Last Thursday the reigning provincial New Democratic Party (NDP) government announced that the government would move to eliminate interest rates on all provincial government-issued post-secondary student loans.
The throne speech signalled the opening of a new legislative session, assessing policies of the previous decade as a period of transition from “cuts and underfunding to investment” for the future and defining the provincial caucus’s obligations to students at every level.
In particular, students across the province celebrated the government’s announcement of the elimination of interest on student loans.
Premier Greg Selinger, said in an official announcement released on Monday, about the changes to Manitoba financial student aid: “Our government is continuing to ensure that post-secondary education in Manitoba is accessible, affordable, and of a high quality by helping students keep more money in their pocket.”
“Any student with Manitoba student loans that they are currently paying off, or any outstanding student loans, are going to have the interest portion of that removed, so moving forward no student is going to pay interest on their student loans,” University of Winnipeg Students’ Association (UWSA) president, Rorie Mcleod Arnould told the Manitoban.
“It’s going to be putting money back into the pockets of recent graduates, who are trying to start families, trying to start businesses, and trying to form the backbone of our economy.”
“I’m so excited,” said Alexandria Levandoski, a first-year nursing student at the University of Manitoba. “It’s a step in the right direction, and it will be such a great relief for students across Manitoba.”
The process of elimination
Earlier this year, students and supporters of the Education for All campaign, spearheaded by the Canadian Federation of Students-Manitoba (CFS-MB), lobbied the provincial government to eliminate interest rates on student loans.
Students at the U of M, University of Winnipeg, Brandon University, and Université de Saint-Boniface raised concerns about student debt, calling on members of the provincial government to eliminate student loan interest rates.
Over 6,000 postcards were signed by students in support of the campaign, including thousands collected from U of M students. In April, participating students and student leaders met with and delivered the postcards to the former minister of education and advanced learning, James Allum.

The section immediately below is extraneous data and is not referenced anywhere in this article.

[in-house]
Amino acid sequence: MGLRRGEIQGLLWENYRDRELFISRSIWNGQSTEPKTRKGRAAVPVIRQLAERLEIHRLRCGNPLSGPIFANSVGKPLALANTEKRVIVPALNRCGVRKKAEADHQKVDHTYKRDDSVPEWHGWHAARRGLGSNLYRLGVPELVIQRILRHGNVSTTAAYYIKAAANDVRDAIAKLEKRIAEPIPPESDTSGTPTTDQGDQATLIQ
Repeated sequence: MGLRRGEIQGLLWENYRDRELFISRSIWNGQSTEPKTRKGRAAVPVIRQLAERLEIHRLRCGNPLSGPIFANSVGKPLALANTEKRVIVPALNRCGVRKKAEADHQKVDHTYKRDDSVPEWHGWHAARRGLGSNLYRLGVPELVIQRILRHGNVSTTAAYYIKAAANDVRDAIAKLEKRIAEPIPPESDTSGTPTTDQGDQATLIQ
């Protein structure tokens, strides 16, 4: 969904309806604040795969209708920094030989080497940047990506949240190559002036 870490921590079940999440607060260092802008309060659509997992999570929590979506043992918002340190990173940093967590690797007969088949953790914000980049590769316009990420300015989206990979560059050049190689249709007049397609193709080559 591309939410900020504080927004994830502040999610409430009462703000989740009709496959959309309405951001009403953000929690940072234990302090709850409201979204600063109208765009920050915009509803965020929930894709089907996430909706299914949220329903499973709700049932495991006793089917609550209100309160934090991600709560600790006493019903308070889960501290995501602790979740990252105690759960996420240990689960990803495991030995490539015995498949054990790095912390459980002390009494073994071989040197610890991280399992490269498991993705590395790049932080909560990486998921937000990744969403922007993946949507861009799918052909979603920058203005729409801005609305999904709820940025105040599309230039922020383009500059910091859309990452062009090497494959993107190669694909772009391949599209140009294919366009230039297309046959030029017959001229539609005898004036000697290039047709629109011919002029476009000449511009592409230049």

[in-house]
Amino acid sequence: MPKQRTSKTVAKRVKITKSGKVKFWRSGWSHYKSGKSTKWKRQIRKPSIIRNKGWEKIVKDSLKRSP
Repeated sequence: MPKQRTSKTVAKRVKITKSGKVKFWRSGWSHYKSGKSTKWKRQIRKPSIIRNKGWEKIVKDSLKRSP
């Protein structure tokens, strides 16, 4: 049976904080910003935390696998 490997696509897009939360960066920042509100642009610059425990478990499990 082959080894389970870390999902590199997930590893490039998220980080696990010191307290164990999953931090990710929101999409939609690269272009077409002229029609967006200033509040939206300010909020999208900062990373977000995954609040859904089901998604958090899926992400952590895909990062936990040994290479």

“Last winter we launched—on the University of Winnipeg campus—the Education for All campaign, where we were able to get over 1,000 of our students to sign postcards calling on the government to eliminate the provincial portion of interest rates on student loans,” said Peyton Veitch, UWSA vice-president advocate.
Interest rates on Manitoba student loans are set at prime rate, which works out to about three per cent. Veitch told the Manitoban that this change is estimated to save students in total just over $1.3 million.
“Especially with being an independent and having to pay rent, pay for car insurance, pay for your own personal matters on top of school and tuition, it ends up being so much money and this is such a big deal for me,” Levandoski said.
“I still have debt from the first couple of years [of university],” she continued. “Money is always a struggle for me, and I’m working a couple of jobs and going to school so to hear [about the interest rates] is a bit of a relief off my shoulders.”
Peter Bjornson, the newly appointed minister of education and advanced learning, said that the government would not confirm the cost to them until it finalizes its budget in the spring.
The premier projected the cost at about $1 million per year, according to Mcleod Arnould.
As for when the elimination of student loan interest rates will be implemented, Bjornson told the Manitoban that this would also be worked out later in the year. Bjornson is “looking forward to having those details released to the public.”
“Thank you so much to all the students who put in such hard work representing all of us because it has definitely made a difference and it will make a difference for students in the years to come,” said Levandoski in response to the recent political move to eliminate interest rates.
Student movement movers claim victory
“This was the product of an initiative—42,000 students strong—many of whom played a part, large or small, in making this a reality,” said Veitch, who told the Manitoban that he believed this victory really underscores what is possible when students in Manitoba come together.
Hannah James, one of the core organizers of the Education for All campaign last year and a third-year family social sciences student, is thrilled about the government’s decision.
“It’s a huge step in the right direction for accessible and affordable post-secondary education in Manitoba,” she said.
James told the Manitoban that she is happy to have a government that supports students, although she is surprised that the decision was not made sooner.
“We also lobbied with the Liberals and they were already pledging to eliminate interest rates on student loans in order to try and gain the student vote.”
James said that this should have provided even more incentive for Selinger’s government to step up to the issue much sooner than it did.
“Based on the political environment right now I think it’s important for students to be supported by our government,” said James.
Christian Pierce, UMSU vice-president external, said that UMSU is “pleased with the new initiatives announced in the throne speech which included eliminating interest rates on student loans.”
Canadian Federation of Students-Manitoba chairperson Zach Fleisher said that CFS-MB will be working with the department of education over the next year to finalize the elimination process.